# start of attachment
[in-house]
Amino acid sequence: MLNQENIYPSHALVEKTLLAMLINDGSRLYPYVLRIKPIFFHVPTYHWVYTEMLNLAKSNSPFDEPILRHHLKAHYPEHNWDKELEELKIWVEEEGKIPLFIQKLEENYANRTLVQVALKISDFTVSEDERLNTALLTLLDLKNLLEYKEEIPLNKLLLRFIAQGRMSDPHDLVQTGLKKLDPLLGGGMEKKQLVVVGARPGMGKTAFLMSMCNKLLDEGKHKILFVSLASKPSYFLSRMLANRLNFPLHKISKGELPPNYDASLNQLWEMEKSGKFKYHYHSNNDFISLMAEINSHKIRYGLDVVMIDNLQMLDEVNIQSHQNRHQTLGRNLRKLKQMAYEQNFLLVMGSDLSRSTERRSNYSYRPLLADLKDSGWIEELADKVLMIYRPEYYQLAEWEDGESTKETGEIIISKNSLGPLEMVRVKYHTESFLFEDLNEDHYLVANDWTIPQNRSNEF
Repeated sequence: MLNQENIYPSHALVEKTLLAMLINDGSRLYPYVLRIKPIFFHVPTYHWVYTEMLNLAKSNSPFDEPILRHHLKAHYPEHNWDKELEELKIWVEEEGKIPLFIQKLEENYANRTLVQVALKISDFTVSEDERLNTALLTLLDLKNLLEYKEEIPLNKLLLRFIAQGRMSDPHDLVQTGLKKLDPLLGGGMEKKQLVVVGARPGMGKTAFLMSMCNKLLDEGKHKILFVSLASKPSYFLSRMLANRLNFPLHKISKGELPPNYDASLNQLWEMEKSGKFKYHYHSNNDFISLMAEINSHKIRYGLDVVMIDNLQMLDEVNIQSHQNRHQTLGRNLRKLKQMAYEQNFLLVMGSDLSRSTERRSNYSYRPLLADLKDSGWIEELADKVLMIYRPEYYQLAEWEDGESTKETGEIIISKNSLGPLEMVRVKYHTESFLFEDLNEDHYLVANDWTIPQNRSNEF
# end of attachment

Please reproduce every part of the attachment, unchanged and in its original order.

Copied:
[in-house]
Amino acid sequence: MLNQENIYPSHALVEKTLLAMLINDGSRLYPYVLRIKPIFFHVPTYHWVYTEMLNLAKSNSPFDEPILRHHLKAHYPEHNWDKELEELKIWVEEEGKIPLFIQKLEENYANRTLVQVALKISDFTVSEDERLNTALLTLLDLKNLLEYKEEIPLNKLLLRFIAQGRMSDPHDLVQTGLKKLDPLLGGGMEKKQLVVVGARPGMGKTAFLMSMCNKLLDEGKHKILFVSLASKPSYFLSRMLANRLNFPLHKISKGELPPNYDASLNQLWEMEKSGKFKYHYHSNNDFISLMAEINSHKIRYGLDVVMIDNLQMLDEVNIQSHQNRHQTLGRNLRKLKQMAYEQNFLLVMGSDLSRSTERRSNYSYRPLLADLKDSGWIEELADKVLMIYRPEYYQLAEWEDGESTKETGEIIISKNSLGPLEMVRVKYHTESFLFEDLNEDHYLVANDWTIPQNRSNEF
Repeated sequence: MLNQENIYPSHALVEKTLLAMLINDGSRLYPYVLRIKPIFFHVPTYHWVYTEMLNLAKSNSPFDEPILRHHLKAHYPEHNWDKELEELKIWVEEEGKIPLFIQKLEENYANRTLVQVALKISDFTVSEDERLNTALLTLLDLKNLLEYKEEIPLNKLLLRFIAQGRMSDPHDLVQTGLKKLDPLLGGGMEKKQLVVVGARPGMGKTAFLMSMCNKLLDEGKHKILFVSLASKPSYFLSRMLANRLNFPLHKISKGELPPNYDASLNQLWEMEKSGKFKYHYHSNNDFISLMAEINSHKIRYGLDVVMIDNLQMLDEVNIQSHQNRHQTLGRNLRKLKQMAYEQNFLLVMGSDLSRSTERRSNYSYRPLLADLKDSGWIEELADKVLMIYRPEYYQLAEWEDGESTKETGEIIISKNSLGPLEMVRVKYHTESFLFEDLNEDHYLVANDWTIPQNRSNEF